# ELEN 5346/4304 DSP and Filter Design Fall 2008 1 Lecture 15: Stochastic processes Instructor: Dr. Gleb V. Tcheslavski Contact:

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ELEN 5346/4304 DSP and Filter Design Fall 2008 1 Lecture 15: Stochastic processes Instructor: Dr. Gleb V. Tcheslavski Contact: gleb@ee.lamar.edu gleb@ee.lamar.edu Office Hours: Room 2030 Class web site: http://ee.lamar.edu/gleb/ dsp/index.htm http://ee.lamar.edu/gleb/ dsp/index.htm

ELEN 5346/4304 DSP and Filter Design Fall 2008 2 Why stochastic DSP is important? Most of the real life signals are contaminated by noise that is usually random. Noise contamination may lead to unpredictable changes in the amplitude and phase of the signal. Strong noise contamination may change parameters of the signal considerably. Signals (processes) 1. Deterministic: One possible value for any time instance. Therefore, we can predict the exact value of the signal for a desired time instance. Don’t really exist… 2. Random (stochastic): Many (infinitely) possible values for any time instance. Therefore, we can predict only the expected value of the signal for a desired time instance. Stock market, speech, medical data, communication signals,…

ELEN 5346/4304 DSP and Filter Design Fall 2008 3 Definitions and preliminary considerations x n – discrete random process: a sequence of random values. X – ensemble (family) of discrete random processes. realizations The probability theory calls every action or occurrence an event (me standing in front of you, raining outside, student “A” getting an “F” in this class). Every event may or may not happen. A likelihood that the particular event happens is called a probability of an event P{x}. Probability takes on values between zero and one: 0  P{x}  1. Different events have different probabilities: the probability of rain in June in Beaumont is much higher that the probability of hail, which, in turn, is much higher than the probability of snow. Probability indicates how frequently the event may occur. Events, whose probability is one, are called true events. We can consider a discrete signal as a set of statistical events with particular probabilities: random values. (15.3.1) (15.3.2)

ELEN 5346/4304 DSP and Filter Design Fall 2008 4 Cumulative distribution function Important measures of probability are a cumulative distribution function (cdf) and a probability density function (pdf). cdf (continuous): cdf (discrete): a step function (15.4.1) (15.4.2) Properties of cdf: (15.4.3) (15.4.4) (15.4.5) (15.4.6)

ELEN 5346/4304 DSP and Filter Design Fall 2008 5 Probability density function A pdf is any function f x (x’) that describes the probability density in terms of the input variable x’ in a particular manner. pdf: (15.5.1) Properties of pdf: (15.5.2) (15.5.3) (15.5.4) (15.5.5)

ELEN 5346/4304 DSP and Filter Design Fall 2008 6 Probability and pdf (15.6.1) (15.6.2) (15.6.3) (15.6.4) (15.6.5) (15.6.6) (15.6.7)

ELEN 5346/4304 DSP and Filter Design Fall 2008 7 Distribution examples Probability distribution functions Discrete distributions Continuous distributions Binomial Poisson Geometric … Uniform Normal (Gaussian) Rayleigh Cauchy Laplace Exponential Gamma Weibull … (15.7.1) (15.7.2) (15.7.3)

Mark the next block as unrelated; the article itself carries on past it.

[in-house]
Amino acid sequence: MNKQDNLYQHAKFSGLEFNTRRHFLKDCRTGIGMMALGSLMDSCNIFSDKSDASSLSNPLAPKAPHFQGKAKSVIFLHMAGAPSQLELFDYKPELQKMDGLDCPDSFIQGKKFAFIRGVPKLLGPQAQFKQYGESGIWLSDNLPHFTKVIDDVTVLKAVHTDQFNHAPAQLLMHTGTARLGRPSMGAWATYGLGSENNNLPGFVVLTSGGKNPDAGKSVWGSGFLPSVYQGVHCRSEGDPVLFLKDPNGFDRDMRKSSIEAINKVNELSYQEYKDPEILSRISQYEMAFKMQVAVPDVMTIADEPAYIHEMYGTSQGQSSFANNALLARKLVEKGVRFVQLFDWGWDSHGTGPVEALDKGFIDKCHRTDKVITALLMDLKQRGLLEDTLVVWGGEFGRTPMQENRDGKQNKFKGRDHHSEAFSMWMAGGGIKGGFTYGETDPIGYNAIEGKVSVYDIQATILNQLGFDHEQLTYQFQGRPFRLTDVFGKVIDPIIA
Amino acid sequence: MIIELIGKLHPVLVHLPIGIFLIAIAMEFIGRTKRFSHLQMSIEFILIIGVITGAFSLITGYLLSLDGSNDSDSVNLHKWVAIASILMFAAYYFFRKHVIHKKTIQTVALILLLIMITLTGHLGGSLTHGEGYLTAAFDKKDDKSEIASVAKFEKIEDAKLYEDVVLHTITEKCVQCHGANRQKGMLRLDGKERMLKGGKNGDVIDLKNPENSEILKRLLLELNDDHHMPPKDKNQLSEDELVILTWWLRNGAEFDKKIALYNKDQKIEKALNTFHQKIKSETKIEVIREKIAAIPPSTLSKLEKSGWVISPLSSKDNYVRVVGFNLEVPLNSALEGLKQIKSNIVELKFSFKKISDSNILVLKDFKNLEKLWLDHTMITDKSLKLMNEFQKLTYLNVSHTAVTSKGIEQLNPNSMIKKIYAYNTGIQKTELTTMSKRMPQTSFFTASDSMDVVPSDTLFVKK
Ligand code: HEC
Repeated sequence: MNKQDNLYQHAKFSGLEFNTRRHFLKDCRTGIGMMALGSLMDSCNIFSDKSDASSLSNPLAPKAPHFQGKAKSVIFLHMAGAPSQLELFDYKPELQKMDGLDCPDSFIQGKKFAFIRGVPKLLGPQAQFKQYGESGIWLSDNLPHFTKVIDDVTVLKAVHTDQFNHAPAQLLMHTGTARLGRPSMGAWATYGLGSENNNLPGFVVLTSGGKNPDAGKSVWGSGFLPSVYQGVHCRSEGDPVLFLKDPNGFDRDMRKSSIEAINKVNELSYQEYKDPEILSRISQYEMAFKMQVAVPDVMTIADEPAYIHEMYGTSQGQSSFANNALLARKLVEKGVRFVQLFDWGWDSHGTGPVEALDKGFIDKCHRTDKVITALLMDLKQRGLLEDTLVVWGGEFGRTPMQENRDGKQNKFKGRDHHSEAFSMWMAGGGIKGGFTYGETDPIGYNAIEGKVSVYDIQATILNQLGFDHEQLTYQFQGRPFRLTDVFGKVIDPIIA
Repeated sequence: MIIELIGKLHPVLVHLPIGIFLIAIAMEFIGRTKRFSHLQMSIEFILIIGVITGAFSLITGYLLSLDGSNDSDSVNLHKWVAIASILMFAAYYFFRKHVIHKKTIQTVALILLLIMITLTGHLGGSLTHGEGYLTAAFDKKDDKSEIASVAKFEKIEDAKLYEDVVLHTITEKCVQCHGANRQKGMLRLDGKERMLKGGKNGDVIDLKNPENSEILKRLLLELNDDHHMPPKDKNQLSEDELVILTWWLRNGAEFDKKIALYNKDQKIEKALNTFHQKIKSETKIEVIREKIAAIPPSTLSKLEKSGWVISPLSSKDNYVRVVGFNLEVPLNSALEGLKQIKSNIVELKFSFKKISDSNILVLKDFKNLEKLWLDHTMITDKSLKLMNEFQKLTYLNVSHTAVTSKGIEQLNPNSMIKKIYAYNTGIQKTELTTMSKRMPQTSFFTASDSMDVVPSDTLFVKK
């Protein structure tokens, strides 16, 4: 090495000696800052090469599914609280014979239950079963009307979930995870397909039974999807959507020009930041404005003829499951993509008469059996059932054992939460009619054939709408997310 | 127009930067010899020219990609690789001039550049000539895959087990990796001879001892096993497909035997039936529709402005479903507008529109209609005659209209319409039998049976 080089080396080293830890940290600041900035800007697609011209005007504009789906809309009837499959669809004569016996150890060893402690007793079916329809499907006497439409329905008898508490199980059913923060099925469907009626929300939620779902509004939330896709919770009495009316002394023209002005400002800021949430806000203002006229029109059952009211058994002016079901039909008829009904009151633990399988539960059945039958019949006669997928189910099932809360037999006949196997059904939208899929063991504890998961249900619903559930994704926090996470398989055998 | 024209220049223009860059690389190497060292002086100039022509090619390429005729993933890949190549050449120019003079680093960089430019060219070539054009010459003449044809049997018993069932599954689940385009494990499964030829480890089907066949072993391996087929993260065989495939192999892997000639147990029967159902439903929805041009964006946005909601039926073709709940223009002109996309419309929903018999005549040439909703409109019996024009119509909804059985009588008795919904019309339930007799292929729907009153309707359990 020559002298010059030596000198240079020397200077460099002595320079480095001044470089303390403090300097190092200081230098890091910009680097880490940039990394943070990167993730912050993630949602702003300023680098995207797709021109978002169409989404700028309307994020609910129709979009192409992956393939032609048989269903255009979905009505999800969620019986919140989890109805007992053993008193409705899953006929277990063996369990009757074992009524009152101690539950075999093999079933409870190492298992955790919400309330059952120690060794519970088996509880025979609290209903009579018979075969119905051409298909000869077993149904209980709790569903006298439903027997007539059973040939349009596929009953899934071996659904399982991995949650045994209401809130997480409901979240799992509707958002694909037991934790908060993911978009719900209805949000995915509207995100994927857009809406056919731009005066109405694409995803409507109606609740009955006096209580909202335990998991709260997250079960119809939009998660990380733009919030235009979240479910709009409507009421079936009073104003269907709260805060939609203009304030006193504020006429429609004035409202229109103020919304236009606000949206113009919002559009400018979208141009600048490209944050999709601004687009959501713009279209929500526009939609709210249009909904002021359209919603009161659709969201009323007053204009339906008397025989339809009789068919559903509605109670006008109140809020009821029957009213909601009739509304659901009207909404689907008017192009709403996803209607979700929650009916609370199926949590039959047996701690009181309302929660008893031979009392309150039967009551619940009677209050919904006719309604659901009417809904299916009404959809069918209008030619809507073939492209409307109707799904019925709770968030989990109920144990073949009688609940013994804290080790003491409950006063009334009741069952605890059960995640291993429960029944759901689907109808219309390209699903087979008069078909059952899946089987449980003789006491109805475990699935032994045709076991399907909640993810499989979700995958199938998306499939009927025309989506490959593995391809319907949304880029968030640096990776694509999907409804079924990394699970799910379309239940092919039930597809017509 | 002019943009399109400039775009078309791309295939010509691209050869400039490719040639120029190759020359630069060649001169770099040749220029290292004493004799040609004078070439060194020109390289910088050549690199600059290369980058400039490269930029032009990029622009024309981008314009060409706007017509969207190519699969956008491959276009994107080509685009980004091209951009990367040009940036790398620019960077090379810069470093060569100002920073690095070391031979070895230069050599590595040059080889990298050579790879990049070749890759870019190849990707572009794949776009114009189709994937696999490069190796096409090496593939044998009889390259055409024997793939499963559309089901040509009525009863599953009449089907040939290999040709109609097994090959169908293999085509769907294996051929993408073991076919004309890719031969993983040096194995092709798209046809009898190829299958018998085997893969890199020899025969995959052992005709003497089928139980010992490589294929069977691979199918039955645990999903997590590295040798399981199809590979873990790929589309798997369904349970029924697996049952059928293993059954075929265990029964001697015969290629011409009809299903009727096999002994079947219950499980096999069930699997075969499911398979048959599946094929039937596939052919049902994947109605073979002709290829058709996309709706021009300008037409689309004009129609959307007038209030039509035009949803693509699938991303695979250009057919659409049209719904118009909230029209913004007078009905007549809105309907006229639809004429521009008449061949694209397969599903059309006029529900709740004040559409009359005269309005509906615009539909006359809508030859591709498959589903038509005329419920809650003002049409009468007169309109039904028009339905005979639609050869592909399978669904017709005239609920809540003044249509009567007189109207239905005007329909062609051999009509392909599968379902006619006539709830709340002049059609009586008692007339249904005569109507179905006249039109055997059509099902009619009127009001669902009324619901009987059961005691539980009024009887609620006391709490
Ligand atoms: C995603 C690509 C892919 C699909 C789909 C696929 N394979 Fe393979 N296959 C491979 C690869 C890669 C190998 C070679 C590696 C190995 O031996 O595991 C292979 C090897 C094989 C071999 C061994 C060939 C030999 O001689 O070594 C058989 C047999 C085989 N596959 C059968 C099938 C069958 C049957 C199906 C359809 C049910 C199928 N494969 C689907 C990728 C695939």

ELEN 5346/4304 DSP and Filter Design Fall 2008 8 Statistical moments Most frequently are used: 1 st moment: mean (average) Estimated (sample mean): (15.8.5) (15.8.6) k th statistical moment: Expectation operator (15.8.1) Remark: expectation of a true event equals to the event itself: i.e. k th absolute moment: (15.8.3) (15.8.2) k th central moment: (15.8.4)

ELEN 5346/4304 DSP and Filter Design Fall 2008 9 Second statistical moments 2 nd moments: Variance: Estimated (sample) variance: Correlation (coeff): Estimated (sample): Covariance(coefficient): Estimated (sample): (15.9.1) (15.9.2) (15.9.3) (15.9.4) (15.9.5) (15.9.6)

ELEN 5346/4304 DSP and Filter Design Fall 2008 10 On correlation r x (n 1, n 0 ) is large – x n1 and x n0 are strongly related r x (n 1, n 0 ) is small – x n1 and x n0 are weakly related If correlation is zero: than random variables x n1 and x n0 are orthogonal. If covariance is zero: than random variables x n1 and x n0 are uncorrelated. (15.10.1) (15.10.2) Zero mean  correlation = covariance.

ELEN 5346/4304 DSP and Filter Design Fall 2008 11 Stationarity 1. Strict-sense stationarity: A random process x n (i) is strict-sense stationary iff x n (i) and x n+  (i) have the same statistics of all orders (statistical moments of all orders are constant). 2. Weak-sense n th -order stationarity: Statistics up to n th order are constant. 3. Wide-sense stationarity (wss): Mean is constant and autocorrelation is a function of lag but not the location itself (autocorrelation does not change over time: r xx (t 1,t 2 ) = r xx (  )).

ELEN 5346/4304 DSP and Filter Design Fall 2008 12 Properties of autocorrelation 1.r xx (  ) it is real 2.It is an even function of lag: r xx (  ) = r xx (-  ) 3.r xx (  ) can be positive or negative 4.r xx (0)  r xx (  ),   0. For wss processes: 1.r xx (0) = E{|x n | 2 } – average power of the SP (mean square value) 2.c xx (  ) = r xx (  ) - |m x | 2  c xx (0) = r xx (0) - |m x | 2 =  x 2 Power Spectral Density (PSD) of a wss process: Which is known as the Wiener–Khintchine or Khinchin–Kolmogorov theorem Note: in a discrete case, the integral is replaced by the infinite sum. (15.12.1) (15.12.2) (15.12.3)

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